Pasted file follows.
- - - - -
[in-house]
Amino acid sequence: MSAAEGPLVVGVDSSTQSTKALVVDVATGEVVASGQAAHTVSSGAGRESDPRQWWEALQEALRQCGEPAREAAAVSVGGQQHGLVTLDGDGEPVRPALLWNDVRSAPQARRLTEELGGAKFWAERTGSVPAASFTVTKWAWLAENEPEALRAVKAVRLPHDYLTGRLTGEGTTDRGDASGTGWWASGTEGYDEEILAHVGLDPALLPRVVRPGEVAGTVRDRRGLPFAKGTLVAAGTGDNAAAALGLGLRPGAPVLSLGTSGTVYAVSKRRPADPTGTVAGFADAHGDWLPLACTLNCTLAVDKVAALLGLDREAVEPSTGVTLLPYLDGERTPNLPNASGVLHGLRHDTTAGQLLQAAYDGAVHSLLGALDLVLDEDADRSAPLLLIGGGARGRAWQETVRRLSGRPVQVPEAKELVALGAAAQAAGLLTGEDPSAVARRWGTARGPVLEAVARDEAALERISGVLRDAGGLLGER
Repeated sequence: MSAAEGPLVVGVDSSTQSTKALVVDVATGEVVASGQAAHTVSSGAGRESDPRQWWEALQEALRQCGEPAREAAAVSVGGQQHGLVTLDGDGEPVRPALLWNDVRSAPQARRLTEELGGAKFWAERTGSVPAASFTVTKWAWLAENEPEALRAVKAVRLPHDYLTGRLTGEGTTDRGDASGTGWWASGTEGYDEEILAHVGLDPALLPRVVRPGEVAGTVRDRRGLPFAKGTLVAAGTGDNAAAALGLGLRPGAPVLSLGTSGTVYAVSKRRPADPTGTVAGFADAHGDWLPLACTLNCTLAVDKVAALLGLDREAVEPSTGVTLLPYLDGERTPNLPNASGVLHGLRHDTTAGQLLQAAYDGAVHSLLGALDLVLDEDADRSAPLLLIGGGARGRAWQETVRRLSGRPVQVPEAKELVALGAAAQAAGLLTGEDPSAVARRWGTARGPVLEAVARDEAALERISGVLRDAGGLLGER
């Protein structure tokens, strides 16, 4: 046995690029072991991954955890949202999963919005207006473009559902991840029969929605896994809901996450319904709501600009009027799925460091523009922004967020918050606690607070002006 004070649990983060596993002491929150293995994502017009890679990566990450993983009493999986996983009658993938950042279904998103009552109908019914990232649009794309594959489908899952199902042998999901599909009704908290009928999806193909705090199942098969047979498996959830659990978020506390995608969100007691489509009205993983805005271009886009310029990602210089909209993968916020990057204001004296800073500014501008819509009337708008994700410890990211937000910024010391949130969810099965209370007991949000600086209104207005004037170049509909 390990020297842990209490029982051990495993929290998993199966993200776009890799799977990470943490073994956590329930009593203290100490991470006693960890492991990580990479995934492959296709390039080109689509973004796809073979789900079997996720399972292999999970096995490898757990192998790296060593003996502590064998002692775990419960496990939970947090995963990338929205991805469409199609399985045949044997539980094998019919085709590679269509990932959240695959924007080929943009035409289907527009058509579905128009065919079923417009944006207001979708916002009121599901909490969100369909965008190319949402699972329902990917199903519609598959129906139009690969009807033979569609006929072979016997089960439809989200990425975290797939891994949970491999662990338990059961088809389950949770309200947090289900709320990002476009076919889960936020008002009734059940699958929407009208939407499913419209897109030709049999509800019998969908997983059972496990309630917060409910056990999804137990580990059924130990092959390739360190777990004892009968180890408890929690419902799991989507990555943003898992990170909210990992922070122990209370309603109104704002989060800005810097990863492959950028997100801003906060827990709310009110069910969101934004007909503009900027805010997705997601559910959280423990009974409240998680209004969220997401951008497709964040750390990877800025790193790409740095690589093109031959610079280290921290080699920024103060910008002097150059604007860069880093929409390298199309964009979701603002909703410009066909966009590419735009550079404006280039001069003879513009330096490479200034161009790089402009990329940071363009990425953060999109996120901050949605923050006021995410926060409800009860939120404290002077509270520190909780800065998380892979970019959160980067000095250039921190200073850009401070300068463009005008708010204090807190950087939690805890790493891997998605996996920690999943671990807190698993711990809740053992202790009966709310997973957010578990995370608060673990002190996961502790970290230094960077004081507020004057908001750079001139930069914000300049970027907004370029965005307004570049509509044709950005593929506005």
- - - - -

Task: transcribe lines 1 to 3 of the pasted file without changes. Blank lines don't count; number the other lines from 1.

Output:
[in-house]
Amino acid sequence: MSAAEGPLVVGVDSSTQSTKALVVDVATGEVVASGQAAHTVSSGAGRESDPRQWWEALQEALRQCGEPAREAAAVSVGGQQHGLVTLDGDGEPVRPALLWNDVRSAPQARRLTEELGGAKFWAERTGSVPAASFTVTKWAWLAENEPEALRAVKAVRLPHDYLTGRLTGEGTTDRGDASGTGWWASGTEGYDEEILAHVGLDPALLPRVVRPGEVAGTVRDRRGLPFAKGTLVAAGTGDNAAAALGLGLRPGAPVLSLGTSGTVYAVSKRRPADPTGTVAGFADAHGDWLPLACTLNCTLAVDKVAALLGLDREAVEPSTGVTLLPYLDGERTPNLPNASGVLHGLRHDTTAGQLLQAAYDGAVHSLLGALDLVLDEDADRSAPLLLIGGGARGRAWQETVRRLSGRPVQVPEAKELVALGAAAQAAGLLTGEDPSAVARRWGTARGPVLEAVARDEAALERISGVLRDAGGLLGER
Repeated sequence: MSAAEGPLVVGVDSSTQSTKALVVDVATGEVVASGQAAHTVSSGAGRESDPRQWWEALQEALRQCGEPAREAAAVSVGGQQHGLVTLDGDGEPVRPALLWNDVRSAPQARRLTEELGGAKFWAERTGSVPAASFTVTKWAWLAENEPEALRAVKAVRLPHDYLTGRLTGEGTTDRGDASGTGWWASGTEGYDEEILAHVGLDPALLPRVVRPGEVAGTVRDRRGLPFAKGTLVAAGTGDNAAAALGLGLRPGAPVLSLGTSGTVYAVSKRRPADPTGTVAGFADAHGDWLPLACTLNCTLAVDKVAALLGLDREAVEPSTGVTLLPYLDGERTPNLPNASGVLHGLRHDTTAGQLLQAAYDGAVHSLLGALDLVLDEDADRSAPLLLIGGGARGRAWQETVRRLSGRPVQVPEAKELVALGAAAQAAGLLTGEDPSAVARRWGTARGPVLEAVARDEAALERISGVLRDAGGLLGER